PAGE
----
The late Bruce Lee has attained superhero status in the world of pop culture. In the world of videogames, unfortunately superheroes often end up used and abused, so the Dragon will have quite a fight on his hands as he makes his debut on Xbox.
It's best if I get my pet peeves out of the way early. There are kickass martial artists with afros in Bruce Lee: Quest of the Dragon, but there's no definitive Jim Kelly character. Now, Kelly wasn't known for his acting skills, but seeing a guy kick ass in platforms and bellbottoms can make up for that kind of shortcoming in an actor. Anyway, that's not him in the game, so you can either get over it, like most of you should, or squint and pretend it's him, like I plan to do.
The mix of 3D beat-em-up adventure fighting and conventional 3D fighting, ala Dead or Alive 3, sounds more interesting than it actually is. The environments are more or less tracks that you'll move through but it will be done in sections. You have to finish off all of the enemies in one area before you can move on to the next segment. There are no transitions screens or anything like that, you just move Bruce on down the road, or path, or hallway.
Ronin is banking on the depth of the combat system to keep gamers involved in this title. About 150 moves including strikes, throws, counters and nunchuk attacks will certainly help but all of that Bruce Lee goodness isn't apparent in the beginning. All I could do was a few generic punches and kicks with a few special moves thrown in using the analog stick. The whole combat system is shaky right now with major clipping problems, sluggish controls that aren't as responsive as they need to be for a fighting game and unsophisticated artificial intelligence routines.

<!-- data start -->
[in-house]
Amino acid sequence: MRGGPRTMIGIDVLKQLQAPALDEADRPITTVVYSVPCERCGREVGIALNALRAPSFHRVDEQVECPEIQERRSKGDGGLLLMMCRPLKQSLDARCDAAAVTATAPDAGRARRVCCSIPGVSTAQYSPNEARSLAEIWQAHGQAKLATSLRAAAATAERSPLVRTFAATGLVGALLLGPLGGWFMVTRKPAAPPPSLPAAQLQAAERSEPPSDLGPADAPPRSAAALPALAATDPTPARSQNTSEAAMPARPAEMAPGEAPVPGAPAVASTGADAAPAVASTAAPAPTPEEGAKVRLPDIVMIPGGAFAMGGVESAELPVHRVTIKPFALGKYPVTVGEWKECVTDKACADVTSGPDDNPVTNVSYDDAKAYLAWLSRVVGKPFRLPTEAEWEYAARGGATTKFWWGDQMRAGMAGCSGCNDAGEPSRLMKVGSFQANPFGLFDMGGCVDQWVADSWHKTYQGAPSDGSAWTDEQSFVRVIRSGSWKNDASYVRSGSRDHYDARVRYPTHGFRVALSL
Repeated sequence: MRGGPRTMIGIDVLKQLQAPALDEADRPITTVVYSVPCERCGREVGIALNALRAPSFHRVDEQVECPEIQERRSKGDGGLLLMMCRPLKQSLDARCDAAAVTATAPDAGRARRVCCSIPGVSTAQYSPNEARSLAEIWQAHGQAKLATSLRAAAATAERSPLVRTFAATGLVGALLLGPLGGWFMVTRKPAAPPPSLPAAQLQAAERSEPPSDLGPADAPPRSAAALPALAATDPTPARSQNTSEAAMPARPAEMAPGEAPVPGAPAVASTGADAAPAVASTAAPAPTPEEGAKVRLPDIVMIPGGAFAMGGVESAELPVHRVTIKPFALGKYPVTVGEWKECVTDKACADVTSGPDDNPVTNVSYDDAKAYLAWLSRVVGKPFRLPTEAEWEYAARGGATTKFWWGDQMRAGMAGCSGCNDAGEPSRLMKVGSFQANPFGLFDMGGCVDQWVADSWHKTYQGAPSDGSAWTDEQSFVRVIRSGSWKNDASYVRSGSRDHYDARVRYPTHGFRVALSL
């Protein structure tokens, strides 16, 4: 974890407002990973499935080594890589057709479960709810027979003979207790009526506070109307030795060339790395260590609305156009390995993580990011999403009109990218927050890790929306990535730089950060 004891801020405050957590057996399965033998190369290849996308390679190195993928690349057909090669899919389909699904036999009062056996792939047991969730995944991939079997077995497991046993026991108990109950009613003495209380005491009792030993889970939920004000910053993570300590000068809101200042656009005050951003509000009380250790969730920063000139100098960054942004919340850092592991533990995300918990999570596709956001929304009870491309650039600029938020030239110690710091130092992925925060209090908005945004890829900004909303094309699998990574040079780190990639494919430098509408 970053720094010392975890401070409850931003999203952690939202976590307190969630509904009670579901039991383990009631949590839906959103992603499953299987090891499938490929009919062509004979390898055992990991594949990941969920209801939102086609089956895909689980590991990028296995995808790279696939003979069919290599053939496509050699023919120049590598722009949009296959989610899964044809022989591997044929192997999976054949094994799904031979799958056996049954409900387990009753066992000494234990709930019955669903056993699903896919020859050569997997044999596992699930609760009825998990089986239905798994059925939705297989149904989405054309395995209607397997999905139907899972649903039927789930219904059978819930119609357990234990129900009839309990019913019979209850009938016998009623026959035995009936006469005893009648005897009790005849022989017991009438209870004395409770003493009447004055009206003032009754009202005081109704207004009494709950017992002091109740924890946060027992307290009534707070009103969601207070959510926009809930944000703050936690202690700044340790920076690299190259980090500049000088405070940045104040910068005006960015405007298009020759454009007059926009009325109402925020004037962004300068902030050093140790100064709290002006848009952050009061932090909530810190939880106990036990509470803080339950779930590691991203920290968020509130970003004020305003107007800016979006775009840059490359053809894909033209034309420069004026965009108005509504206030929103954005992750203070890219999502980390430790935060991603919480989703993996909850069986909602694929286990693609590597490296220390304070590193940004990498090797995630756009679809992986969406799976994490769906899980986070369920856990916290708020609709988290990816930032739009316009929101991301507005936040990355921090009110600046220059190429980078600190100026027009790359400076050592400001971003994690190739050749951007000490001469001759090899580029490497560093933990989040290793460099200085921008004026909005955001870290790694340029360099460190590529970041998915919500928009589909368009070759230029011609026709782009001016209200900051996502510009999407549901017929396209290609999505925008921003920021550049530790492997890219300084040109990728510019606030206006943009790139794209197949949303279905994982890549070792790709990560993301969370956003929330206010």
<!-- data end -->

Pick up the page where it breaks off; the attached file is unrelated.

Here's an example of what's going wrong at this point in the game's development
One of the coolest parts of Bruce Lee movies was how Bruce could whoop the ass of an entire group of generic bad guys, ten or twelve at a time. They'd gather around to overwhelm, but all that would do is put them within striking range where Lee would tear them up. In Quest of the Dragon they have a great feature where you can attack enemies other than the one you're locked onto by tapping the right analog stick. So, if you're engaged with one bad guy and shredding him with the attack buttons (X and Y), you can pop some slob sneaking up behind you by quickly leaning the right analog stick towards him. Bruce will throw a quick back hand or his patented lightning fast punch to keep the wolves at bay. The only problem is, you'll rarely get a chance to use this cool feature early on, because the enemies in QFTD are dumber than the bad guys in the movies and they won't move in for the attack. Nothing, especially strange AI, should ever get in the way of ass whooping.
The depth of the fighting techniques are being overshadowed by the technical issues at this point. While this isn't a first party title in the same way that Halo and Rallisport Challenge were, Quest for the Dragon is still being co-published by Microsoft and Universal Interactive. Ronin will need to tighten up the overall polish of the game in the next few months if they expect to Bruce to be an exception to the rule about crappy superhero games. Enjoy the fresh batch of movies.